Again, there are a number of different types; look for a tear away or cut away stabiliser. Cut away is the firmest available and will give the most support, but will be visible on the back.
If you don’t have any stabiliser, you could use interfacing, or even a layer of cotton fabric underneath – anything to give the backing fabric more support.
You can use any kind of fabric for appliqué, but if you’re new to this, you’ll find it easiest to stick with cottons – they’re not too thick, too stretchy, too unravelly (is that a word?) or too slippery.
Likewise for the backing – avoid anything too flimsy. I like a nice medium to heavy weight cotton; I’m using cotton drill in this tutorial. You can appliqué onto stretch fabrics like jersey, but you’ll need stabiliser otherwise it will go all ripply (plus remember to use a ballpoint needle). In this basic tutorial I’ll concentrate on non-stretch fabrics.
Step-by-step basic appliqué
Step 1: Trace the design onto the smooth paper side of the fusible web. Anything you draw will come out reversed, so if you’re doing lettering you need to draw it backwards at this stage.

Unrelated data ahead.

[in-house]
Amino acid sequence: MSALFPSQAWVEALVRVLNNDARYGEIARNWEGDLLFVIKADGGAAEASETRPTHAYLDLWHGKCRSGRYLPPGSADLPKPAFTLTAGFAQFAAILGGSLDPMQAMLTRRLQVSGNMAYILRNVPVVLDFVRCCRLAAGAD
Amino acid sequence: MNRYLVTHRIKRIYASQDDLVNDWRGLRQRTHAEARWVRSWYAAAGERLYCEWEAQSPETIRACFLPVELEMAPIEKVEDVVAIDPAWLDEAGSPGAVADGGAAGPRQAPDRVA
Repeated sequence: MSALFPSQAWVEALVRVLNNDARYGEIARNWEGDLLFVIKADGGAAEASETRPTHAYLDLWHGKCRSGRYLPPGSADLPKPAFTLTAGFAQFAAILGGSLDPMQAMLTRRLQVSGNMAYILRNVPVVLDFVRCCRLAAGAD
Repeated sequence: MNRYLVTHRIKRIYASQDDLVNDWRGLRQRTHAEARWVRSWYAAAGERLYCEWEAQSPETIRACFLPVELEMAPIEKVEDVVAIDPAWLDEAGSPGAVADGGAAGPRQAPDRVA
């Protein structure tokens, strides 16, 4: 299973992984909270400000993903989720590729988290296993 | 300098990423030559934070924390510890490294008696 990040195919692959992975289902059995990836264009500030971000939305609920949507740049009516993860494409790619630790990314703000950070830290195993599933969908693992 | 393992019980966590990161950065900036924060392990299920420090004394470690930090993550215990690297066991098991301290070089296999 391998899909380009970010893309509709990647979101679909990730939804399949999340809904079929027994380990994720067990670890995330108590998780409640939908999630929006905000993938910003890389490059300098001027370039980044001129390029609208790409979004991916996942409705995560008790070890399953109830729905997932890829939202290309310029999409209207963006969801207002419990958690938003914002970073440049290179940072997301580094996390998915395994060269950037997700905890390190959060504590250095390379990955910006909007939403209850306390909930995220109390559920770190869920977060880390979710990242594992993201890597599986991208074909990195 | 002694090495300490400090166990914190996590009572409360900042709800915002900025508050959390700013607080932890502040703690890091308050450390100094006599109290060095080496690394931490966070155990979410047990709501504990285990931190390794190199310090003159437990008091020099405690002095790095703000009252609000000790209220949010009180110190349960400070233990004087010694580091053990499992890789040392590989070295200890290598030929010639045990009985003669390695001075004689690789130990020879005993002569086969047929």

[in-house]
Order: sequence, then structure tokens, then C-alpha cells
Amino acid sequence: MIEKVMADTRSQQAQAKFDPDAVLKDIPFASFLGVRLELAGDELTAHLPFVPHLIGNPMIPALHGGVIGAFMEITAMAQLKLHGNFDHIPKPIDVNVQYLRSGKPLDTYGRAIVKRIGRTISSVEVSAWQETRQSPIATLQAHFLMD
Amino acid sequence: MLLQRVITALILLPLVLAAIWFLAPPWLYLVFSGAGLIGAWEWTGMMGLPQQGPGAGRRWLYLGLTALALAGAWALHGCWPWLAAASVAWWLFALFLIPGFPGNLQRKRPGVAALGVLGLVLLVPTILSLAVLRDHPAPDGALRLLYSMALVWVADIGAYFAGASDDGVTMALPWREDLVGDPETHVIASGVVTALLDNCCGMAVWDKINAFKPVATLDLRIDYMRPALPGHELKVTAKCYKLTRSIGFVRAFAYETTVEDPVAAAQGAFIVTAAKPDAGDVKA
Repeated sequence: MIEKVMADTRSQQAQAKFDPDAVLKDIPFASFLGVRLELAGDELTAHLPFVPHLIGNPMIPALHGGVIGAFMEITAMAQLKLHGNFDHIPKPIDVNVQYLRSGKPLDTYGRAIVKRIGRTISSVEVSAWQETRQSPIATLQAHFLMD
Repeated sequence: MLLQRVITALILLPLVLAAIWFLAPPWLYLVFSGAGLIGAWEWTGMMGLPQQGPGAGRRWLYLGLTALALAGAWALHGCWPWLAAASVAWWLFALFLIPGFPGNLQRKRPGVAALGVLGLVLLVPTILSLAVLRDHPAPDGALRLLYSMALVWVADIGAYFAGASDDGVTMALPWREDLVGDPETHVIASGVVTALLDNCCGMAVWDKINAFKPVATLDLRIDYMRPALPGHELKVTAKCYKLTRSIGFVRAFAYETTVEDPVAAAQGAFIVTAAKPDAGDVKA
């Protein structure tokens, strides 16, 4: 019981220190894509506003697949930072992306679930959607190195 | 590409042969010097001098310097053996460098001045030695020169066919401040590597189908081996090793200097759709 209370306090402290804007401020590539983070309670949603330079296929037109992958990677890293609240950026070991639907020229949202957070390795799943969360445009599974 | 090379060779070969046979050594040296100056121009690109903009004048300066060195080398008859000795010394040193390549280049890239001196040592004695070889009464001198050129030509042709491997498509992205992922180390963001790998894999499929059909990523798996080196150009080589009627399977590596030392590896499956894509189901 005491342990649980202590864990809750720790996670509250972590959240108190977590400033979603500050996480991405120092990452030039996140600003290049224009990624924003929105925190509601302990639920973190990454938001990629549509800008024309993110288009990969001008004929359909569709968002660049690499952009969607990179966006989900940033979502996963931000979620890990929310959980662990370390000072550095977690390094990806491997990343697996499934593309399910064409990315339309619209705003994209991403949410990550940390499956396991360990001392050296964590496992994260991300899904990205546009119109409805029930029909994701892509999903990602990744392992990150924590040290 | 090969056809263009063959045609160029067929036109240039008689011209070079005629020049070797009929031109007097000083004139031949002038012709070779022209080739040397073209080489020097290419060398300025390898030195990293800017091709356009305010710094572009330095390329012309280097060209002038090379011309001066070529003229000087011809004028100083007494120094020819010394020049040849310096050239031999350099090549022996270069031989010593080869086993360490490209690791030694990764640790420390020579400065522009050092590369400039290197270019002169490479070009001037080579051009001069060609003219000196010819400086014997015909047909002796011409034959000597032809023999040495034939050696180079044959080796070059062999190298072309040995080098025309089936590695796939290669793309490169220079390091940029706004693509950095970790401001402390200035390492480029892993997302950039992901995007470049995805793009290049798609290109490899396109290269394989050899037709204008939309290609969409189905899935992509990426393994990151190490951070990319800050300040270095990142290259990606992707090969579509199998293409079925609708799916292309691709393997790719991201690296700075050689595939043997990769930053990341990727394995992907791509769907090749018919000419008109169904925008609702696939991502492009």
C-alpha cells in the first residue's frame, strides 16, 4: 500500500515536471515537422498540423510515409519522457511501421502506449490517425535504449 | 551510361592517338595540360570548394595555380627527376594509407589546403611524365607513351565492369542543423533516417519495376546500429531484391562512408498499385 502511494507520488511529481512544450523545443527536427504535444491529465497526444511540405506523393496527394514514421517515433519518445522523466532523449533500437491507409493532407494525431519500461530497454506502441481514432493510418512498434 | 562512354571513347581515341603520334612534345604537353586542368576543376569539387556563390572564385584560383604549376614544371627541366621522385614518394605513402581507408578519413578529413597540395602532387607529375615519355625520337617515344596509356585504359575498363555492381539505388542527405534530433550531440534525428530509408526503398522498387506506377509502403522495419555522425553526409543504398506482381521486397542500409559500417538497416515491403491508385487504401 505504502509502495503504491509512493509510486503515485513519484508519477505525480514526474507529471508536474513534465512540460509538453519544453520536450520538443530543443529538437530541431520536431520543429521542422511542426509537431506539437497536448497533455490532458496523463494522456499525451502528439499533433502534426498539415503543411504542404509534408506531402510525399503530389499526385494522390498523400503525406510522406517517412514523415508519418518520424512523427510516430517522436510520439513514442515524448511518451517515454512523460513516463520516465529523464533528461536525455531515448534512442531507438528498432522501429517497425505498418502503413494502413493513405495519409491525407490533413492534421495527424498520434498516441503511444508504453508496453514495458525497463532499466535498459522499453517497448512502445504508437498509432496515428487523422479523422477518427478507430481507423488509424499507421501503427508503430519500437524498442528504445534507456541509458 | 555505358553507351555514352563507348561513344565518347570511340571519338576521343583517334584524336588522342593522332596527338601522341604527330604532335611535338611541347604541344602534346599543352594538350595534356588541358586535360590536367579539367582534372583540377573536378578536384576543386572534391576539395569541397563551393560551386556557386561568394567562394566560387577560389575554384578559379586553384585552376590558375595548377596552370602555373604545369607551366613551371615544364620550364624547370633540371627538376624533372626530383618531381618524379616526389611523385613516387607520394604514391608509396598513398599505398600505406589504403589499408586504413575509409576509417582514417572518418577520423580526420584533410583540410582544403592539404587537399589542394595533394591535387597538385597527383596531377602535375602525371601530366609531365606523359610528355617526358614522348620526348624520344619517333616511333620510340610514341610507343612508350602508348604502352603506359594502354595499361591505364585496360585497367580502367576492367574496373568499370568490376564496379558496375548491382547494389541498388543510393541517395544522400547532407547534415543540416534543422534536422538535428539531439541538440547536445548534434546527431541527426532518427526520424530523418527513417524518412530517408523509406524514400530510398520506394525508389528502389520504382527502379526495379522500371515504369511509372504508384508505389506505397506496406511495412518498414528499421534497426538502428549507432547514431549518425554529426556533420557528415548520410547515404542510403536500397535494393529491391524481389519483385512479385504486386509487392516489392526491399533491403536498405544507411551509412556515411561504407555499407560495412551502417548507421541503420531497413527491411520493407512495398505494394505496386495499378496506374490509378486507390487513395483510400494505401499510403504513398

Step 2: Roughly cut out the fusible web shapes and iron them onto the wrong side of your scraps, following the instructions for your fusible web.
Step 3: Cut out the shapes and peel off the backing paper.This can be tricky – if you can’t find an edge to start peeling, use a pin to tear the paper in the middle of the shape and then peel from there.
The fusible layer is quite thin, so you may be worried that you’ve pulled off the entire thing, not just the paper; you probably haven’t as it sticks pretty well – the fusible surface should feel slightly grippy.
Step 4: Place the appliqué shape in position on the backing fabric right side up, so the fusible layer is between the two, and iron again, to fuse the second side to the backing fabric.You can use a pressing cloth here to protect your fabric, especially if you’ve used delicate fabrics. This also protects your iron from any of the adhesive on the fusible web.